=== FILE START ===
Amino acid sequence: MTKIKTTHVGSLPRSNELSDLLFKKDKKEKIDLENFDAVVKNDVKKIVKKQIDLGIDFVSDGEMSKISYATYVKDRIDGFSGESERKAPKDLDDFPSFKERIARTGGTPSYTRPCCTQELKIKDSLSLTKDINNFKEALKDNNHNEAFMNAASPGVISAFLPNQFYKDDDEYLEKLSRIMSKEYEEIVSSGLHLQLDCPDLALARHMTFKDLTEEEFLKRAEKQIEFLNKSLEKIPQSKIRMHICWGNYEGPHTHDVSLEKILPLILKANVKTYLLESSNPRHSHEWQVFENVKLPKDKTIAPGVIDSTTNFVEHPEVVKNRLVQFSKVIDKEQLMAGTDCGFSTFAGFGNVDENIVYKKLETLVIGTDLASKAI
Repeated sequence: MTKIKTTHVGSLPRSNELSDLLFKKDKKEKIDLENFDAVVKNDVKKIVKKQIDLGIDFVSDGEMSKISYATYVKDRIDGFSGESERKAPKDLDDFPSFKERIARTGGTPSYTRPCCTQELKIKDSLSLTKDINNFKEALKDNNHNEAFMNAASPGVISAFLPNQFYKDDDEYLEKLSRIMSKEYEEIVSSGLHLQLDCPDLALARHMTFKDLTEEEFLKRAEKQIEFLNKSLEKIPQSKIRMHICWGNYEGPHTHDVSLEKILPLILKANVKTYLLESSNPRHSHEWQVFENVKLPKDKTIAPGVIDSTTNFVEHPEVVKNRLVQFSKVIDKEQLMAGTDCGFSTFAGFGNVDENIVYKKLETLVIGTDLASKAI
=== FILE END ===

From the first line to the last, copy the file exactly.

Amino acid sequence: MTKIKTTHVGSLPRSNELSDLLFKKDKKEKIDLENFDAVVKNDVKKIVKKQIDLGIDFVSDGEMSKISYATYVKDRIDGFSGESERKAPKDLDDFPSFKERIARTGGTPSYTRPCCTQELKIKDSLSLTKDINNFKEALKDNNHNEAFMNAASPGVISAFLPNQFYKDDDEYLEKLSRIMSKEYEEIVSSGLHLQLDCPDLALARHMTFKDLTEEEFLKRAEKQIEFLNKSLEKIPQSKIRMHICWGNYEGPHTHDVSLEKILPLILKANVKTYLLESSNPRHSHEWQVFENVKLPKDKTIAPGVIDSTTNFVEHPEVVKNRLVQFSKVIDKEQLMAGTDCGFSTFAGFGNVDENIVYKKLETLVIGTDLASKAI
Repeated sequence: MTKIKTTHVGSLPRSNELSDLLFKKDKKEKIDLENFDAVVKNDVKKIVKKQIDLGIDFVSDGEMSKISYATYVKDRIDGFSGESERKAPKDLDDFPSFKERIARTGGTPSYTRPCCTQELKIKDSLSLTKDINNFKEALKDNNHNEAFMNAASPGVISAFLPNQFYKDDDEYLEKLSRIMSKEYEEIVSSGLHLQLDCPDLALARHMTFKDLTEEEFLKRAEKQIEFLNKSLEKIPQSKIRMHICWGNYEGPHTHDVSLEKILPLILKANVKTYLLESSNPRHSHEWQVFENVKLPKDKTIAPGVIDSTTNFVEHPEVVKNRLVQFSKVIDKEQLMAGTDCGFSTFAGFGNVDENIVYKKLETLVIGTDLASKAI